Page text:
“.....for I know whom I have believed, and am persuaded that God is able to keep
that which I have committed unto Him against that day.”
(II Timothy 1:12)
It takes a long time before a Christian reaches the “cautious hope” stage. It’s usually somewhere around
middle age when it happens. Before that, a young person who has accepted Christ as Savior simply
acknowledges that he or she is saved from the torture of the great abyss and inherently knows there’s a
Heaven up there somewhere. The premise is taken on faith and that must be a pleasing thing to God. But
as we age this cautious hope emerges in our thought process because we’ve depended on this outcome for
as many years as we’ve been saved and now it’s time to take a more proactive approach.
The second stage occurs when we begin to get truly serious about the next life and look toward Heaven as a
somewhat “distant inevitability.” The hope is still there but we realize it’s more concrete than just a hope.
We travel this road for as long as it takes until we reach the final stage which is “eager curiosity.” The things
which constituted our creature comforts no longer satisfy us. We can’t relate to the latest trends like full body
tattoos and rap music and we don’t want to because we’re beginning to look forward rather than behind:
upward rather than downward, and the things of the world seem more ridiculous than ever.
And then it happens; the utopian state where social and political aspects have little to no influence anymore.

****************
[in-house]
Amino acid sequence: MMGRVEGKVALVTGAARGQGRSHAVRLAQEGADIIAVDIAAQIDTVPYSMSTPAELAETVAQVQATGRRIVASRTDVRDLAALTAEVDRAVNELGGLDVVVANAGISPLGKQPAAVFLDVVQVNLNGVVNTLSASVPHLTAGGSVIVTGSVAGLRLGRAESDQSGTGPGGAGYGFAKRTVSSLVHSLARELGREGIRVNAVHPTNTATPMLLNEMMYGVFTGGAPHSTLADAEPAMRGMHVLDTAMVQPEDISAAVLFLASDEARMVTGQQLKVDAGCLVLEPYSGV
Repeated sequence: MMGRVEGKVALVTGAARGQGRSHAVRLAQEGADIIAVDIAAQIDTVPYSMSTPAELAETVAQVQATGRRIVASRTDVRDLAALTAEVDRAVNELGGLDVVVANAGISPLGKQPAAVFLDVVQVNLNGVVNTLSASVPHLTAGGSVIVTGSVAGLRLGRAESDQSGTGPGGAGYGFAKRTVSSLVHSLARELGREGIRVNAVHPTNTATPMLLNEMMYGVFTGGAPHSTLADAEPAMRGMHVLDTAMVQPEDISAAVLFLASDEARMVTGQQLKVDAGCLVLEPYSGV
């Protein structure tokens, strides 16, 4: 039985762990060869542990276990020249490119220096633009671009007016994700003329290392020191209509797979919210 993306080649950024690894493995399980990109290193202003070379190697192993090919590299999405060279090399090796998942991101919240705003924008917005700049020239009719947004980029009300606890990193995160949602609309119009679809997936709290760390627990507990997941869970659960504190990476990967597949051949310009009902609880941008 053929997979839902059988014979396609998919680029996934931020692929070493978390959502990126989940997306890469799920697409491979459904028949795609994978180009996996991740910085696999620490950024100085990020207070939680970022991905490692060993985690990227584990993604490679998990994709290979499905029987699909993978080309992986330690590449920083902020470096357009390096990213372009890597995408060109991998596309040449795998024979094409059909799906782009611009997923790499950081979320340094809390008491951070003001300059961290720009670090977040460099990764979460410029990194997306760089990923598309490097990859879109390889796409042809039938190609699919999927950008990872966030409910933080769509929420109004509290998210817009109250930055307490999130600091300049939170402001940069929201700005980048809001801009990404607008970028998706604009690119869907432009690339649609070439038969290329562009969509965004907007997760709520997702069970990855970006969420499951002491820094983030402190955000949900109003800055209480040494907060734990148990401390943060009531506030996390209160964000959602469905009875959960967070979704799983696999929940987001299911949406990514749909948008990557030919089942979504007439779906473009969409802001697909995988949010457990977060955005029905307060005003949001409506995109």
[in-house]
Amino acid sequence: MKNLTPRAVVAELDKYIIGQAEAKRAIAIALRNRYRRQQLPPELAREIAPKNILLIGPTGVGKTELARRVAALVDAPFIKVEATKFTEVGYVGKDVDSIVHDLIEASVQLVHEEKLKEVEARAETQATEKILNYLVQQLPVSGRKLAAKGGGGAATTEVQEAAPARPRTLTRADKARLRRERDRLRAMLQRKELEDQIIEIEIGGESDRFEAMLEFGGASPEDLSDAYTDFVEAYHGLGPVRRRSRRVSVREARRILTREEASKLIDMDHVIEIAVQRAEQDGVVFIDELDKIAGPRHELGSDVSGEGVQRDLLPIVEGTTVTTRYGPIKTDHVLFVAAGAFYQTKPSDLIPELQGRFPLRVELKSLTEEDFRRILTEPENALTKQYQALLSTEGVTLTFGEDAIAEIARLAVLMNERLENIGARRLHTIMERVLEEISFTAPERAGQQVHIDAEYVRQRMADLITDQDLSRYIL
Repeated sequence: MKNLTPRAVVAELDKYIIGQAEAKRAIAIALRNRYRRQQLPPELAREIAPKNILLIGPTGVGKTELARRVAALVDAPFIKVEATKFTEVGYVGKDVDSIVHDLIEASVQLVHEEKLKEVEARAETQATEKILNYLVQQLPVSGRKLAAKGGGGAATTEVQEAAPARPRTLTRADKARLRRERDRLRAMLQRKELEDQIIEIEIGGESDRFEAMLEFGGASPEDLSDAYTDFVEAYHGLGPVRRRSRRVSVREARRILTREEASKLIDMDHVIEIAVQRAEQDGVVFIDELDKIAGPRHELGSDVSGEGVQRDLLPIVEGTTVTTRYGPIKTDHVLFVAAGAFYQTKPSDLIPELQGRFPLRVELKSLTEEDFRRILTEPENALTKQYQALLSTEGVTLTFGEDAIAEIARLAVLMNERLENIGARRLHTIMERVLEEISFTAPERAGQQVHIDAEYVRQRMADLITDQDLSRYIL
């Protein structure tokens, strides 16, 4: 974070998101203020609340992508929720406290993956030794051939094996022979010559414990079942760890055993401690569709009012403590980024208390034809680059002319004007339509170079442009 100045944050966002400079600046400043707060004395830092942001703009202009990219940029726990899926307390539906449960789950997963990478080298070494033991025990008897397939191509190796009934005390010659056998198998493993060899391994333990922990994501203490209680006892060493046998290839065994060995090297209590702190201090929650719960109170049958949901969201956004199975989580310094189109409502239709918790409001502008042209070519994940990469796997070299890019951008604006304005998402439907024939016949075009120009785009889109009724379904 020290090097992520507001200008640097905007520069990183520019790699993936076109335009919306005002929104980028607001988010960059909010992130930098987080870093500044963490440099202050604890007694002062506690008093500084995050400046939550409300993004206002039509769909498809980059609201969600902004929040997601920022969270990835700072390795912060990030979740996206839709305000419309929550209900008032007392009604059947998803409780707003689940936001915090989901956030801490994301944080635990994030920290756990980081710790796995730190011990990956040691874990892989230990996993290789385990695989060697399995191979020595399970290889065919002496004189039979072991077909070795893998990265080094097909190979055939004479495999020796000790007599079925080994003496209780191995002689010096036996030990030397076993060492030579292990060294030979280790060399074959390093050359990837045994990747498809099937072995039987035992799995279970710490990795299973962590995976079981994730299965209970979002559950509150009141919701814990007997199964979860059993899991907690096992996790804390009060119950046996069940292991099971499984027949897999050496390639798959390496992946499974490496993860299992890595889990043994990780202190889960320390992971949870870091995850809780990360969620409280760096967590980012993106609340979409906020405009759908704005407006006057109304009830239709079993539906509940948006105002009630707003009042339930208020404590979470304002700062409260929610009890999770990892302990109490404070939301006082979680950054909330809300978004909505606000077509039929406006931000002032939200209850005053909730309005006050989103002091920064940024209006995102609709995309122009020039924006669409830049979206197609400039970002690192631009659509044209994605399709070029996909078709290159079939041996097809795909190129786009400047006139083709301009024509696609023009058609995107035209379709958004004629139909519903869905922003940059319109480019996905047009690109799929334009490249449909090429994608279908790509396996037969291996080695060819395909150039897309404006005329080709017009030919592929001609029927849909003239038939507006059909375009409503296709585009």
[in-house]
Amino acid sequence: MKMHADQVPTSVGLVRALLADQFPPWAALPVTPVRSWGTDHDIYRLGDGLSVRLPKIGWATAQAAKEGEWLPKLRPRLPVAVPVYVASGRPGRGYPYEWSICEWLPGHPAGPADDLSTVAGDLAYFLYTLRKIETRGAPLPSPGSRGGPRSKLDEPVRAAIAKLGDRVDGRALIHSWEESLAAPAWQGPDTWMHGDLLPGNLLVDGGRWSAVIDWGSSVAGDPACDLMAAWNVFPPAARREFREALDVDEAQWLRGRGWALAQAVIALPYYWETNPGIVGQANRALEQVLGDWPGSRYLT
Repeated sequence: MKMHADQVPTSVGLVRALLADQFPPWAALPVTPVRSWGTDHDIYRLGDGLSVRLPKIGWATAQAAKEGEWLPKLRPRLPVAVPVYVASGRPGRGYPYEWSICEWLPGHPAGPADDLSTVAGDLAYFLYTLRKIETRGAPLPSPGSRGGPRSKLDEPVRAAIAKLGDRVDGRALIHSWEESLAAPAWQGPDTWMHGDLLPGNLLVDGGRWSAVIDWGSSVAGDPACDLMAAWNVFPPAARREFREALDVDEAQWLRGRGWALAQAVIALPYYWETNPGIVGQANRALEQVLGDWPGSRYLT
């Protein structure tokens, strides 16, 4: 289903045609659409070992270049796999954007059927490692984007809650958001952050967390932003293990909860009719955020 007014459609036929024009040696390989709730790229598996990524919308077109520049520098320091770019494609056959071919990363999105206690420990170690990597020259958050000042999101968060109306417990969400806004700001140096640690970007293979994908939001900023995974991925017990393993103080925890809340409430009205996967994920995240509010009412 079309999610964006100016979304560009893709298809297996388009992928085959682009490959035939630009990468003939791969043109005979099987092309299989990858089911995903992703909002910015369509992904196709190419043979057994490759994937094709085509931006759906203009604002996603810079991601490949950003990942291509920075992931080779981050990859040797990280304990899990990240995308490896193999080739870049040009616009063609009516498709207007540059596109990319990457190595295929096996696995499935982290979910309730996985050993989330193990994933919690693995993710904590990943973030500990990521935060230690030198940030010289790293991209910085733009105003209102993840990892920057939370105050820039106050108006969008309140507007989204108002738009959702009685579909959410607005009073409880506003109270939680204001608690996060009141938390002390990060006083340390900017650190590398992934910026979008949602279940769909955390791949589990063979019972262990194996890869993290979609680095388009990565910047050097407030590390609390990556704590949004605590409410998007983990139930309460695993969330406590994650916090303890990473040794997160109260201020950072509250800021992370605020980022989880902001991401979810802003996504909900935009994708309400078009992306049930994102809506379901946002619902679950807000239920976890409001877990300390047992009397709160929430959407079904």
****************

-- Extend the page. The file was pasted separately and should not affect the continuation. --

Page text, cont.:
We become eagerly curious about the existence which we are soon to embrace. For the elderly it’s like day
versus night. Those who know whom they have believed become adamantly sure that they will in some
manner be spending eternity with their Savior and God. The others without such hope, having never made
the crucial commitment to Christ, still won’t pick up the Word of God and read it because what little curiosity
they may have once had cannot be conjured up anymore. Faking it now becomes too much of an effort and
they simply rely on the merits of their good lives or similar misconceptions as their key to salvation.
That, of course, won’t benefit them in any way, but it’s the only option they’ve allotted themselves because
they cannot face the fact that their last breath will be exactly that. There will be no continuation of their
existence in any form.
If you aren’t fully persuaded that Heaven in whatever form it may be is your destination for certain,
then you should put no daylight between you and your decision to trust Jesus as your Lord and Savior.
Procrastination is not an option.